Max Mulhern's Aqua Dice

Have you seen these massive sea dice?

American artist Max Mulhern launched them on 12/12/12 from Gran Canaria. Any guesses where they'll end up?

The same trade winds that propelled Christopher Columbus onto his serendipitous discoveries are, 520 years later, sending two equally chancy vessels out across the Atlantic.

American-born, Paris-based artist Max Mulhern has been working on his Aqua Dice project for the past two years. The project arose from Mulhern's boyhood love of sailing, as well as his fascination with luck and chance.

“For me, Columbus' ship were nothing but big dice,” he explains in this video. Having secured funding from a wide variety of donors, including a crowd-sourcing site and the French government, Mulhern commissioned a French naval architect to design his dice, and a boat builder in Brittany to construct them. The eight-feet-square cubes are fashioned from wood and PVC, fitted with GPS systems, painted fluorescent orange and were launched from the quay in Gran Canaria last month.


The Aqua Dice at the start of their journey
The Aqua Dice at the start of their journey

It hasn't all be plain sailing though. Mulhern had tried to get backing from Las Vegas casinos, in the hope that their patrons could bet on the roll of his massive dice, but the gambling houses declined, as they couldn't easily calculate the odds. He also admits that the dice might be in breach of international maritime laws concerning unattended vessels. Yet his dice are easy to spot, designed to collapse on impact, and contain his full contact details, alongside a hand-written copy of Arthur Rimbaud’s poem, The Drunken Boat.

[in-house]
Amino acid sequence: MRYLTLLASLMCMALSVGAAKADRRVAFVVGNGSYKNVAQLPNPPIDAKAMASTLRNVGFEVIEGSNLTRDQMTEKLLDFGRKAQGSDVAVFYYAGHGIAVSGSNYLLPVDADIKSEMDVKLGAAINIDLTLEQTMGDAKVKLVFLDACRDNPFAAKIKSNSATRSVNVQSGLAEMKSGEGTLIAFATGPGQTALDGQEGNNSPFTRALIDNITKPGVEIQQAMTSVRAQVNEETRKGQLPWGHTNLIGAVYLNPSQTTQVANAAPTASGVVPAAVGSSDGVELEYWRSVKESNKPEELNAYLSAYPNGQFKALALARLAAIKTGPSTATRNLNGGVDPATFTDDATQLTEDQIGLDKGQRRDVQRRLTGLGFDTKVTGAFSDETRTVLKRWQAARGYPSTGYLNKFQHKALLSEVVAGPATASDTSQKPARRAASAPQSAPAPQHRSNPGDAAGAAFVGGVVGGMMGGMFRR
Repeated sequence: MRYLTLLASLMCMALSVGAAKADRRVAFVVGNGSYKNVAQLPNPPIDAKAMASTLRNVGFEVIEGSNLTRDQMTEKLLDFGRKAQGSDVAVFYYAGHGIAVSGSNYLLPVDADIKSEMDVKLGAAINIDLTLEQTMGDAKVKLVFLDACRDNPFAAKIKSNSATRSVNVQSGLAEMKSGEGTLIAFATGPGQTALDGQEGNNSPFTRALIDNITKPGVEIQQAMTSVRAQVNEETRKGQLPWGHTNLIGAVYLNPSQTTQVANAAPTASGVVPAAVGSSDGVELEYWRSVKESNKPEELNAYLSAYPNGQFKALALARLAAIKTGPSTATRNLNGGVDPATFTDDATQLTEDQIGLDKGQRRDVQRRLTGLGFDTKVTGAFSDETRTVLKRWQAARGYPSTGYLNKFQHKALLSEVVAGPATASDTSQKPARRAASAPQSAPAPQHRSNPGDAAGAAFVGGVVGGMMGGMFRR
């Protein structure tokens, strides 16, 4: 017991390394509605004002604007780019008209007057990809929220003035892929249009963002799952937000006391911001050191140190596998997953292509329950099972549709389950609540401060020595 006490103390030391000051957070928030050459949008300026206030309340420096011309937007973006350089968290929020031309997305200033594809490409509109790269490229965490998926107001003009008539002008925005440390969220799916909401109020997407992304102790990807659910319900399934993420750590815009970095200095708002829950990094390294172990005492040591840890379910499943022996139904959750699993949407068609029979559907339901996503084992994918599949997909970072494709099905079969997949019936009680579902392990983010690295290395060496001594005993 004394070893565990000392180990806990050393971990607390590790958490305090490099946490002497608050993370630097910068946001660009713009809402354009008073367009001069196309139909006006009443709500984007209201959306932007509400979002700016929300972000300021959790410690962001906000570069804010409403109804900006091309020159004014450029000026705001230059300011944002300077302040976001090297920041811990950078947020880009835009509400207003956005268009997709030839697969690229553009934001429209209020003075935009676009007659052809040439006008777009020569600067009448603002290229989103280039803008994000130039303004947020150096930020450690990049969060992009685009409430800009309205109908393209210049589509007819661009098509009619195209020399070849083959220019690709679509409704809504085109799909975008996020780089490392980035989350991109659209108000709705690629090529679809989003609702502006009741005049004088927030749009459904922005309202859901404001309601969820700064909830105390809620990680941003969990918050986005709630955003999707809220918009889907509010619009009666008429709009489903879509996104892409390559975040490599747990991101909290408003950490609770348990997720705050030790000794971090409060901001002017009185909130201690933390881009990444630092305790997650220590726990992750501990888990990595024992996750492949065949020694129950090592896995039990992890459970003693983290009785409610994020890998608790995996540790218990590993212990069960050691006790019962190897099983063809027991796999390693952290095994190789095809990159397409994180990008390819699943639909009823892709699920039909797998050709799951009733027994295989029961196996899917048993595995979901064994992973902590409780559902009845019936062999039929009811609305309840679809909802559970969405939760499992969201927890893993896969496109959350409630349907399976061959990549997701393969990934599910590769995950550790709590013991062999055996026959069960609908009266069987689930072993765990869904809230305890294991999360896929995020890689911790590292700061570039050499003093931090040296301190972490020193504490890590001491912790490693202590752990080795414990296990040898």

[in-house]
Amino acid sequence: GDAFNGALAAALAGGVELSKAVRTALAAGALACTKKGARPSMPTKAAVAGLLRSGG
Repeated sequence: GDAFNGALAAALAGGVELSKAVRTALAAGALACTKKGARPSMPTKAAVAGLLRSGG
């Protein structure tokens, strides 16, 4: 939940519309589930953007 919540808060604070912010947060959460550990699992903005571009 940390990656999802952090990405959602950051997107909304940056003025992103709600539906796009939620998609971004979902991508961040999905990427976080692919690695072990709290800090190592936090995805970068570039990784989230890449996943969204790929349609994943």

Everyone from art lovers to the nautically curious can track the dice's progress here. At time of writing, they were about 1,000 miles off the coast of The Canaries, and still quite close to one another, floating towards the Caribbean. You can even place a bet on where the dice will eventually wash-up via Max's site. The winner gets one of Mulhern's prints. However, for Mulhern, seeing this sculpture project through to fruition is reward enough; he doesn't care whether the dice make landfall in America, Africa or further afield. “I'm happy with any outcome,” he says.

You can read more in an interview with the New York Times' Michael Kurcfeld. For the Aqua Dice site, head here. And for more on other contemporary sculpture projects, consider our Vitamin 3D book, an up-to-the-minute survey of contemporary sculpture and installation featuring 117 artists.